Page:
Sean Mc Allister about the Bread and Roses Film Festival

South London, April, 2012

I often wonder what happened to our wonderful tradition in political documentary filmmaking, it’s funny to think that it was British TV documentaries that inspired me to leave an oily factory in the early 1980’s and become a documentary filmmaker. I cannot imagine finding the same inspiration coming from TV today, sadly. Somehow I still manage to come out of the grey BBC white city building with commissions to go off to far-flung places to make my films, but often, in lonely filming moments, I do wonder where those passionate films that push for social and political change have gone.

When I was asked to show my most recent film in a great local pub around the corner from me called The Bread and Roses in Clapham, I wasn’t exactly sure why. Then I discovered it was housing a fantastic festival celebrating the centenary of the 1912 bread and roses textile strike, where a whole collection of political films marking great moments in history will to be shown – and to help those of us with no money, all the screenings are free! The Bread and Roses pub is a beer workers co-op pub that also sells great independent beer, so there is the chance to get a great pint and see a great movie also. I think this festival is the inspiration I miss from British TV: it has the most amazing collections of films and great timing after an explosive year of revolutions in Tunisia, Egypt, Libya, Yemen and hopefully Syria soon too – where I’d spent most of the last year myself.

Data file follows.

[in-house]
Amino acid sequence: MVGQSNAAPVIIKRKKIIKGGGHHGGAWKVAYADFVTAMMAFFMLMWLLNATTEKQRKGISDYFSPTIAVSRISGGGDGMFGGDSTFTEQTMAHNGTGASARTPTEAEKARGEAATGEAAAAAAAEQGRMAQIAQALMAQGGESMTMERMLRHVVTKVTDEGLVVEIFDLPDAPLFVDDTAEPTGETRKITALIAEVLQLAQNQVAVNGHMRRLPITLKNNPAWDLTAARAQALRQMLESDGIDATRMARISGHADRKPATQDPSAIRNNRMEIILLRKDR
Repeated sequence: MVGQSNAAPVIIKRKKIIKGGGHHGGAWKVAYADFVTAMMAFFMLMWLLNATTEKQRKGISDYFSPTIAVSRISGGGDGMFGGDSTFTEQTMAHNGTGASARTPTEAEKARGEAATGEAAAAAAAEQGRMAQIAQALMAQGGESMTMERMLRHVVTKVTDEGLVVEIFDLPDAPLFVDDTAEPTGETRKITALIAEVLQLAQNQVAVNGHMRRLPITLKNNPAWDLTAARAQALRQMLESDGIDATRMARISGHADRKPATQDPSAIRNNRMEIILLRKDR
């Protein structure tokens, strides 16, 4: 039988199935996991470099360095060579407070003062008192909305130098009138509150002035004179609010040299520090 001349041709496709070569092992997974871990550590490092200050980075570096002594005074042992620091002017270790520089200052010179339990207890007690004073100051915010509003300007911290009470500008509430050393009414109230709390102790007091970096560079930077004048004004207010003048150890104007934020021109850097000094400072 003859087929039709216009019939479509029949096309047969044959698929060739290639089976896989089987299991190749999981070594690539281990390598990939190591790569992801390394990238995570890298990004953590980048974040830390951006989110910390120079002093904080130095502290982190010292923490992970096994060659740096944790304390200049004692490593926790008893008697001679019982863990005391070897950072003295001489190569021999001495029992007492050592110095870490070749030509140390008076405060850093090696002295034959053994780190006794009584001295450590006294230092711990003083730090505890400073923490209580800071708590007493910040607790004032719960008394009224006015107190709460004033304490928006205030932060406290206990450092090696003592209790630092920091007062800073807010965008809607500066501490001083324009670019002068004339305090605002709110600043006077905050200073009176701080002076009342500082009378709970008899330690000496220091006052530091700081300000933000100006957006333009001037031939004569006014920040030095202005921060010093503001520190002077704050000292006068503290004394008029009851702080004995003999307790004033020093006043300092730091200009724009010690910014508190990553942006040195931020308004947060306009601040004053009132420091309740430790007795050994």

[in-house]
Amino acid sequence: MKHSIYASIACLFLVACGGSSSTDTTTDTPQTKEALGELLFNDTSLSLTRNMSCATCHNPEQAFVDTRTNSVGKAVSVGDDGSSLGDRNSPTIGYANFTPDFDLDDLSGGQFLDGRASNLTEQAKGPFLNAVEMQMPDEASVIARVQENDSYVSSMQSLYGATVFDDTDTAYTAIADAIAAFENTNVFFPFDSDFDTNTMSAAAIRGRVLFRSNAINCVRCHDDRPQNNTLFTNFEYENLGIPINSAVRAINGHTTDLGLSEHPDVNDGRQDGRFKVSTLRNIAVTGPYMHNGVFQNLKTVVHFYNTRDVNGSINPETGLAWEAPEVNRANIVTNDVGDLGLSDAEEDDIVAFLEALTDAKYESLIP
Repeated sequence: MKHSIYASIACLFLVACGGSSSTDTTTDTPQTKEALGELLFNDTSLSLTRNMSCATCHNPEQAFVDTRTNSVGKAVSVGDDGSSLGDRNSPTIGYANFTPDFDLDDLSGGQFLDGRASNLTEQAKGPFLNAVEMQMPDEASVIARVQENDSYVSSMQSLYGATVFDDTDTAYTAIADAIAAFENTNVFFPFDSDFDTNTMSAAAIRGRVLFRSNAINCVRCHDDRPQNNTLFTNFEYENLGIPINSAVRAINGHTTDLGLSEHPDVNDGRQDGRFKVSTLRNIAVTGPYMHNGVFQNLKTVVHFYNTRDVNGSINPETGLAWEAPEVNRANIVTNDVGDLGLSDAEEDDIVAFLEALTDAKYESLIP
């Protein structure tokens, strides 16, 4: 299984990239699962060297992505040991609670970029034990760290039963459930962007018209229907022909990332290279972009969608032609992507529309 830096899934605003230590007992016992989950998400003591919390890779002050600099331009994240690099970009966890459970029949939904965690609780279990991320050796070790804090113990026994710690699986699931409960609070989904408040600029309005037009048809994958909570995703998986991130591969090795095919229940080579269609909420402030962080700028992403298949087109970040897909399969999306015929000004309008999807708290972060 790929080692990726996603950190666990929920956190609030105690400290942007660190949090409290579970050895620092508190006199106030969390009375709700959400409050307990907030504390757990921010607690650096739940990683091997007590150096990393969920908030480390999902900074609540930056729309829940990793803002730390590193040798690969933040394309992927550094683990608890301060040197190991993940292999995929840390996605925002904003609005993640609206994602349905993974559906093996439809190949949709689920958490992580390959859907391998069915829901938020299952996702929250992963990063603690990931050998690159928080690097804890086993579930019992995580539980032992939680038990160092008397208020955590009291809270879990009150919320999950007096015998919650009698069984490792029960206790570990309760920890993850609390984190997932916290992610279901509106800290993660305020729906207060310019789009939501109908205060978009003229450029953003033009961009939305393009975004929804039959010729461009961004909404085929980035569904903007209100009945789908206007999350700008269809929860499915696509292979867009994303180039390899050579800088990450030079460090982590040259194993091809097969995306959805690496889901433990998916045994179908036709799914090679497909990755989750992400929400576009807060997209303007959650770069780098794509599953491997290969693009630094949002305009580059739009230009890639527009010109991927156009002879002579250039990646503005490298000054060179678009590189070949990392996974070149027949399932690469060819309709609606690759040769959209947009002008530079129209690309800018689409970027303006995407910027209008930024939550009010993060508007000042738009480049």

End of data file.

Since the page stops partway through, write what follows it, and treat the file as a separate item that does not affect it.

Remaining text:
The festival has been organised by Studio Strike alongside the Kitchen Sink Collective who are an inspiring group of NFTS graduates that got together and formed a filmmaking co-op that they run above the pub, and will also be screening their film ‘The Real Social Network’. There’s a fantastic array of other films including the Oscar-nominated ‘If a Tree Falls’ and Michael Moore’s ‘Capitalism a Love Story’ and an appearance from Nick Broomfield with his first film ‘Behind the rent strikes’ a great depiction of strife in 1970’s Britain in a Liverpool housing estate. Nick will be in conversation after the screening with the godfather of documentary, the great Colin Young, an inspiration. Colin founded the NFTS and has written extensively on documentary filmmaking – he has always been a major influence to me in my own career.

I’m writing from Athens, where I’m developing a new documentary about the Greek crisis, but will be back next week to introduce my most recent film at the festival: The Reluctant Revolutionary (Friday 4th May at 9pm), which charts the Yemeni revolution last year through the ambivalent eyes of a local tour guide, Kais.


Follow Sean on @mcallisterfilms


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